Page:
Dec 31 2011: Forty-Four Advertising Images from Nottingham Student Rag Week Magazine (1988)

Rummaging at the Colwick Market the other week, a chap with a house clearance stall called me over as I was fishing about in some boxes of old magazines and pressed a 1988 student rag week magazine into my hand, free of charge: he’d remembered a conversation a month or two earlier when I’d mentioned my interest in old advertising images from Nottingham, as documented in a previous entry here, featuring material culled from a 1960s Nottingham Playhouse programme, and in the original Lost City feature here, gathered during a residency at Nottingham Contemporary earlier in the year – that is, 2011, the year whose ending this post accidentally marks.

What’s interesting in these advertisements is the drop in design standards from equivalent local productions of earlier decades: bespoke design has been largely abandoned in favour of a riot of standardized layouts and bad off the peg clip-art. Perhaps even more interesting, as noted in the spreads of Australian advertising from 1971 featured yesterday, is the archaeology of the culture of their particular moment that these images contain. Looking at them now, among their pages of poor (and often more than somewhat sexist and racist) jokes, their cheap paper and couldn’t give a toss design, the whole ethos of the 1980s itself – that dire interregnum between the final defeat of opposition with the ending of the Miner’s strike in 1985 and before the downfall of Margaret Thatcher herself in 1989 –  is contained in aspic.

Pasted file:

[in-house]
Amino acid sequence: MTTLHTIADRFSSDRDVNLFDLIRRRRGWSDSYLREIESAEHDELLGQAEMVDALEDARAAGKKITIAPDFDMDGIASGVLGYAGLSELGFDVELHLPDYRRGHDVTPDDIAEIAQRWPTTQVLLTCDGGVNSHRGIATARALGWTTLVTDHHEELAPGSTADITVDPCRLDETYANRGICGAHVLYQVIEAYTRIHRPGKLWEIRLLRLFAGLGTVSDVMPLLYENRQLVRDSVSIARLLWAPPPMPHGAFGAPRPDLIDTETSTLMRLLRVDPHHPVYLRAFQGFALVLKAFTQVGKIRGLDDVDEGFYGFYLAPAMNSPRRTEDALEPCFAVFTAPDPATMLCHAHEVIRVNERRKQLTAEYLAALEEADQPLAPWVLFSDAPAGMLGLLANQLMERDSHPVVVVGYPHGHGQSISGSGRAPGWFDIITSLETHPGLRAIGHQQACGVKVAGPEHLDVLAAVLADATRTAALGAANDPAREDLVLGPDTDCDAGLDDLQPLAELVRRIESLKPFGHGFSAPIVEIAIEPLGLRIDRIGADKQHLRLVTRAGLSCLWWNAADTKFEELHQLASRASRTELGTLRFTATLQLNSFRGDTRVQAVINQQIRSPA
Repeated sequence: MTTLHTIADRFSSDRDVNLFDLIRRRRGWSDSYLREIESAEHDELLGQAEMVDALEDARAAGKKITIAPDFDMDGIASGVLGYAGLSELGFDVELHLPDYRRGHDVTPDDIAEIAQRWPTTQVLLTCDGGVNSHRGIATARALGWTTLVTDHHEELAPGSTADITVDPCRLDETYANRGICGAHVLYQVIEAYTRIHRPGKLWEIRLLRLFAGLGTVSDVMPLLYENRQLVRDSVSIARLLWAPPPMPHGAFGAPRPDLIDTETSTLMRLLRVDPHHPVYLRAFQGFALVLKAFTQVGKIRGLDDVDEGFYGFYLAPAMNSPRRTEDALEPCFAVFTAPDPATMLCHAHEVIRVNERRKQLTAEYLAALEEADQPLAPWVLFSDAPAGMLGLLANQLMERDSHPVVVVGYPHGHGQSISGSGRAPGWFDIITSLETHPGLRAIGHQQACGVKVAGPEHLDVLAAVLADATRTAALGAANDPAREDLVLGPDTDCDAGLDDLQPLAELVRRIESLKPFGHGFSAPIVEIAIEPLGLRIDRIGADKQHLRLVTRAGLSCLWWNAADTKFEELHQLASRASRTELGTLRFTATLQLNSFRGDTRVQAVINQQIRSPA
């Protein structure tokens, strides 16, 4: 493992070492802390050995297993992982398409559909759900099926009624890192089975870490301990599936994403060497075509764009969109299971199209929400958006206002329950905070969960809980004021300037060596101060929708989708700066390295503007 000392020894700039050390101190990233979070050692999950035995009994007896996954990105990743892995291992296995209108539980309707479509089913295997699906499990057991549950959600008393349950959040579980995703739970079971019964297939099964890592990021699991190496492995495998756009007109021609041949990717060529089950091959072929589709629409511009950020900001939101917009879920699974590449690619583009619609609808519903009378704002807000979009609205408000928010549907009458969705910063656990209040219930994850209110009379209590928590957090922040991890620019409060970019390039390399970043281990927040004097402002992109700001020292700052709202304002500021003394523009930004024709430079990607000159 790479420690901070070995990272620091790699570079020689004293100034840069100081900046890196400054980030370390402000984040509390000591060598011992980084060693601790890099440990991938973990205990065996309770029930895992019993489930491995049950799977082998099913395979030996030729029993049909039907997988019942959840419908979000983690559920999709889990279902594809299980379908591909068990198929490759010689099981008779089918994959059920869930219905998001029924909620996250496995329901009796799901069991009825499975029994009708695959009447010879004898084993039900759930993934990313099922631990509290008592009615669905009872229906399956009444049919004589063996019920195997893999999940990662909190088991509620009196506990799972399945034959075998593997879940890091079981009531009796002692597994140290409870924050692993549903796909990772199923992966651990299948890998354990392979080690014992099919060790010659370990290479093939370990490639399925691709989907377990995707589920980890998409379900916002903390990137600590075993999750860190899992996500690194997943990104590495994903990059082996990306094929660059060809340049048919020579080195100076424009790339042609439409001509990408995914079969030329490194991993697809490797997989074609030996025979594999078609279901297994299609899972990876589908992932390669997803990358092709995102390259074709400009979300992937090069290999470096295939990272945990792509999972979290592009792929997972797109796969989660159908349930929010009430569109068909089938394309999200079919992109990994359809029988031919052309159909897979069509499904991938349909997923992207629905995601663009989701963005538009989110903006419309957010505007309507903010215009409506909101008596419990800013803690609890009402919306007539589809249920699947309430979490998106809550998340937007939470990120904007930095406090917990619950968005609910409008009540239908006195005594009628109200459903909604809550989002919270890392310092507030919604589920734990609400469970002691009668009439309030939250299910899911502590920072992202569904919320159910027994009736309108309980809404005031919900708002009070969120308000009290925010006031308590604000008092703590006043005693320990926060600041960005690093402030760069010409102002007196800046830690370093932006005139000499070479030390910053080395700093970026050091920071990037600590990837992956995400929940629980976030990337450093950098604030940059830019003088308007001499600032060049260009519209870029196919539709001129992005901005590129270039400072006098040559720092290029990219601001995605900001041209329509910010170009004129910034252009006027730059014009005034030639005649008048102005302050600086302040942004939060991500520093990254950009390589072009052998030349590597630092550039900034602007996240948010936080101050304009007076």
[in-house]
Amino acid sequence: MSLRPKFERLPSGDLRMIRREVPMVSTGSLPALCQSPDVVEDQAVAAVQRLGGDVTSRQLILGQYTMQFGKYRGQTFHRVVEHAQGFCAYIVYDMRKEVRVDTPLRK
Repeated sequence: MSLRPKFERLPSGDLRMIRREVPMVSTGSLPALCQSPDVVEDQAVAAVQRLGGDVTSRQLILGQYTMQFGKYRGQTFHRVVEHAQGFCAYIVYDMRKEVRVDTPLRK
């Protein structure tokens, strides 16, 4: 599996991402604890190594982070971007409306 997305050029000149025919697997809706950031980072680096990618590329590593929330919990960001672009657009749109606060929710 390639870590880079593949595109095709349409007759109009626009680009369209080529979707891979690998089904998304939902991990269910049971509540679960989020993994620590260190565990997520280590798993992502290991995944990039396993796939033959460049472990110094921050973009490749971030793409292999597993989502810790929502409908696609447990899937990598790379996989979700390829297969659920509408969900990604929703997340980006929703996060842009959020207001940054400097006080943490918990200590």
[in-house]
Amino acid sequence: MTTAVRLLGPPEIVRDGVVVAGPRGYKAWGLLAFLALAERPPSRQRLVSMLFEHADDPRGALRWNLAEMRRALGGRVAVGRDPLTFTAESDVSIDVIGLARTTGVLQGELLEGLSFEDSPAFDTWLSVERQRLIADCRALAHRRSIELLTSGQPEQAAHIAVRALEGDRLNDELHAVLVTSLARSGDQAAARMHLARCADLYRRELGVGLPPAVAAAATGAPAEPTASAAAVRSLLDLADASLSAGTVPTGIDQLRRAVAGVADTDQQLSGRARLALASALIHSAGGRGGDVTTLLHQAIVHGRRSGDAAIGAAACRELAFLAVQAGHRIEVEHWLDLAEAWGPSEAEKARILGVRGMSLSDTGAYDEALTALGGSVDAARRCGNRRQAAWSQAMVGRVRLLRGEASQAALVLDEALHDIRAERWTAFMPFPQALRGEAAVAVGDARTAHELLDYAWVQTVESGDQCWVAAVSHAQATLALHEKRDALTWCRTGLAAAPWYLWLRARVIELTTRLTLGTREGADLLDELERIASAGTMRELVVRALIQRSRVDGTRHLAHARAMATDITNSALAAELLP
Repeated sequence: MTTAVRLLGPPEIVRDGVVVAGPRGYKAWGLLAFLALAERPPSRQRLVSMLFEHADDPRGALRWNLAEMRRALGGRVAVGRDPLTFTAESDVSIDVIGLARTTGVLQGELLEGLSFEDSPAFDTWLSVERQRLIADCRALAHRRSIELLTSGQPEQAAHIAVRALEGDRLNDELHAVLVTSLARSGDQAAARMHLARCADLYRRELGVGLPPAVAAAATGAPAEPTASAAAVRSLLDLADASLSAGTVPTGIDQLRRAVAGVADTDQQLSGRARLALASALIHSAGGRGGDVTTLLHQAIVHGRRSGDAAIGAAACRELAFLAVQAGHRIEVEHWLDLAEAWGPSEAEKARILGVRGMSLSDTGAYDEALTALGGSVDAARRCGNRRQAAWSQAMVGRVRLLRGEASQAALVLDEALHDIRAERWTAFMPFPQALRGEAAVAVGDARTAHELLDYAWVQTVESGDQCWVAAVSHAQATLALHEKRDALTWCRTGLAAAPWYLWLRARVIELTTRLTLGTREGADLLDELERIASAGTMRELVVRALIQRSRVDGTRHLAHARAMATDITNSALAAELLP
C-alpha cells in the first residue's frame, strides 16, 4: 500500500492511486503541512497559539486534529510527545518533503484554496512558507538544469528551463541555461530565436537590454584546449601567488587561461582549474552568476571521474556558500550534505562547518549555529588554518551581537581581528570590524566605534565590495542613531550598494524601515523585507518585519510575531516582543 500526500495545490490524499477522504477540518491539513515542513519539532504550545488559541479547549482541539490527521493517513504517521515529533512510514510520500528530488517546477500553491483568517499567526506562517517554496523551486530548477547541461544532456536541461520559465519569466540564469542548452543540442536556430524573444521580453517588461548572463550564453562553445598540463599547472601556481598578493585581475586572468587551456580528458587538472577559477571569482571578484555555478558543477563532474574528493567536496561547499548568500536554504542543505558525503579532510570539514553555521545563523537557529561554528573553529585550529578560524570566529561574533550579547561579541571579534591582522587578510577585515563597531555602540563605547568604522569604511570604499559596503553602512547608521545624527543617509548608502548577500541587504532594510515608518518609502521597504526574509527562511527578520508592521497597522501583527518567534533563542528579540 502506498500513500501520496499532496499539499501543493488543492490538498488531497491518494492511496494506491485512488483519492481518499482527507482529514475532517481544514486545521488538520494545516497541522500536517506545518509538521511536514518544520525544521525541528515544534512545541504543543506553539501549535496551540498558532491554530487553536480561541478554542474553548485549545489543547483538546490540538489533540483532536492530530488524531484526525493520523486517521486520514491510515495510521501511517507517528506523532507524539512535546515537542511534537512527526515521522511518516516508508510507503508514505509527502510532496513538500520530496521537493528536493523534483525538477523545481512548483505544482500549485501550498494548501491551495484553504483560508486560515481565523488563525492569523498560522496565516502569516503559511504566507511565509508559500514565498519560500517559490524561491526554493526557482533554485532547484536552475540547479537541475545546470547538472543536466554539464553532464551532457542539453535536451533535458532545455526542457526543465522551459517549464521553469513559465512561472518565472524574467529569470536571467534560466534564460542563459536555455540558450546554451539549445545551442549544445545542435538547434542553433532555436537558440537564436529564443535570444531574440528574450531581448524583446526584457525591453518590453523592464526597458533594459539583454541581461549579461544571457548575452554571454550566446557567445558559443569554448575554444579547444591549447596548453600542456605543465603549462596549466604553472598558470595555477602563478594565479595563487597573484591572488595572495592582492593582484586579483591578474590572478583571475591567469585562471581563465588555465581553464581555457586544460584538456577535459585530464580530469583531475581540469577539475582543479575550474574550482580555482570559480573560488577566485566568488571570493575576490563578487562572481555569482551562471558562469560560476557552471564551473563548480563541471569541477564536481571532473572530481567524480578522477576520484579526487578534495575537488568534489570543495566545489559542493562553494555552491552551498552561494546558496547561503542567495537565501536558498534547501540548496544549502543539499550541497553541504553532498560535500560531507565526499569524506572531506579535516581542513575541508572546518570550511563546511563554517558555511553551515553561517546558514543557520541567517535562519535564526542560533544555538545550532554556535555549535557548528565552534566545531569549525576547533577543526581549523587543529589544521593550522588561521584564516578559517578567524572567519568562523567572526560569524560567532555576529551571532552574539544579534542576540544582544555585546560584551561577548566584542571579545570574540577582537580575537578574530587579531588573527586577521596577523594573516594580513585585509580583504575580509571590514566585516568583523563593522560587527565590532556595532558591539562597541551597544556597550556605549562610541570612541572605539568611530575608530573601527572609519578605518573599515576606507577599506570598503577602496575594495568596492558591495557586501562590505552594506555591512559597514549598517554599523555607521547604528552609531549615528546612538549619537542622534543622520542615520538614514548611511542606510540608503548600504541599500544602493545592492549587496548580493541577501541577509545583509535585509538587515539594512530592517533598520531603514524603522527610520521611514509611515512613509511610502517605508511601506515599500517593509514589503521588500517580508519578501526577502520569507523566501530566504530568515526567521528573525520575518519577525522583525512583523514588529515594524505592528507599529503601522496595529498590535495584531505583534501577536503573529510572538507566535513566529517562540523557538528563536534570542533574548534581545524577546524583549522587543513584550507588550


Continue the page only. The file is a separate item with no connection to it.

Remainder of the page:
Why else is a student rag publication offering space to arms dealers, as in the advert placed by Auto Alloys (with its dreadful Mexican cannon cartoon), alongside the last gasp of the milk round (with the Co-Operative and Northern Dairies – soon after this, the inbuilt recycling system of the morning delivery floats would be ousted by the supermarkets’ expansion and plastic cartons), both embedded in a mix of still-surviving enterprises (Nash Interiors and Rock City, to name two) and long-gone obscurities (Nutz Hair and Stump Clothing, anyone?). Oddest of all is the Lincolnshire-based RLP Marketing, with their ‘make your business stand out from the crowd’ tagline, rather sadly expressed in an advert that fails abysmally to stand out in any way whatsoever from those around it: if RLP are still going today, there’s either no justice or no accounting for taste.

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